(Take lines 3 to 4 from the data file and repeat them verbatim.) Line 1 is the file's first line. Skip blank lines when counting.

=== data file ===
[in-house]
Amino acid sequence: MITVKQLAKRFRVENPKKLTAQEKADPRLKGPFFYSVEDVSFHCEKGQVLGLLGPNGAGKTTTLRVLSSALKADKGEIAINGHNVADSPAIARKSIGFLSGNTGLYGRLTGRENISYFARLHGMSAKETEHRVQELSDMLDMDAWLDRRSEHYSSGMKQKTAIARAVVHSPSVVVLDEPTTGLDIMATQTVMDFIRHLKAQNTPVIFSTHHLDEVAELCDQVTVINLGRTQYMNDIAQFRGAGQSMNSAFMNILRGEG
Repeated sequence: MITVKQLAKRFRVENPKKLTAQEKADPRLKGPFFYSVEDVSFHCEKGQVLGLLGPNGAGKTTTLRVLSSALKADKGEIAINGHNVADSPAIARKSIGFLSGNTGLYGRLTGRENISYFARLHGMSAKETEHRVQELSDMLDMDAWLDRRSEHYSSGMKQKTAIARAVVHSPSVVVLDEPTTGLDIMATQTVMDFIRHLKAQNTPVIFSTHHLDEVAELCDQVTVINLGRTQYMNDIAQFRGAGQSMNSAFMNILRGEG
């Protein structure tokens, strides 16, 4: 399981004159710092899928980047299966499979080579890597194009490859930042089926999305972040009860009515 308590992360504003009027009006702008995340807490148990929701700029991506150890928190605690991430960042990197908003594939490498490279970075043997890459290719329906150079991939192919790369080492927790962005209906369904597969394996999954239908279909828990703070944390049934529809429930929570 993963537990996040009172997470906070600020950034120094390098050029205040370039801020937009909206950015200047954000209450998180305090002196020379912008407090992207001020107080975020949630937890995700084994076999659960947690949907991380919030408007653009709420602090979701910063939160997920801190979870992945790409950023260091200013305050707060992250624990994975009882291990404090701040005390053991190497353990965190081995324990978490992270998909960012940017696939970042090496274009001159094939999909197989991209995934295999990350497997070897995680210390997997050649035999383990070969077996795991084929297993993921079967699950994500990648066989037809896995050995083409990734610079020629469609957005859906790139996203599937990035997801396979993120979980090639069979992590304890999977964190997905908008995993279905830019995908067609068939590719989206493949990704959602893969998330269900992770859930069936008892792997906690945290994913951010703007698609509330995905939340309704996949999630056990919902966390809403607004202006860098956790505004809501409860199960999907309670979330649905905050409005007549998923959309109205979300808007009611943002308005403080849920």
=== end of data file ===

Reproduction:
Repeated sequence: MITVKQLAKRFRVENPKKLTAQEKADPRLKGPFFYSVEDVSFHCEKGQVLGLLGPNGAGKTTTLRVLSSALKADKGEIAINGHNVADSPAIARKSIGFLSGNTGLYGRLTGRENISYFARLHGMSAKETEHRVQELSDMLDMDAWLDRRSEHYSSGMKQKTAIARAVVHSPSVVVLDEPTTGLDIMATQTVMDFIRHLKAQNTPVIFSTHHLDEVAELCDQVTVINLGRTQYMNDIAQFRGAGQSMNSAFMNILRGEG
């Protein structure tokens, strides 16, 4: 399981004159710092899928980047299966499979080579890597194009490859930042089926999305972040009860009515 308590992360504003009027009006702008995340807490148990929701700029991506150890928190605690991430960042990197908003594939490498490279970075043997890459290719329906150079991939192919790369080492927790962005209906369904597969394996999954239908279909828990703070944390049934529809429930929570 993963537990996040009172997470906070600020950034120094390098050029205040370039801020937009909206950015200047954000209450998180305090002196020379912008407090992207001020107080975020949630937890995700084994076999659960947690949907991380919030408007653009709420602090979701910063939160997920801190979870992945790409950023260091200013305050707060992250624990994975009882291990404090701040005390053991190497353990965190081995324990978490992270998909960012940017696939970042090496274009001159094939999909197989991209995934295999990350497997070897995680210390997997050649035999383990070969077996795991084929297993993921079967699950994500990648066989037809896995050995083409990734610079020629469609957005859906790139996203599937990035997801396979993120979980090639069979992590304890999977964190997905908008995993279905830019995908067609068939590719989206493949990704959602893969998330269900992770859930069936008892792997906690945290994913951010703007698609509330995905939340309704996949999630056990919902966390809403607004202006860098956790505004809501409860199960999907309670979330649905905050409005007549998923959309109205979300808007009611943002308005403080849920």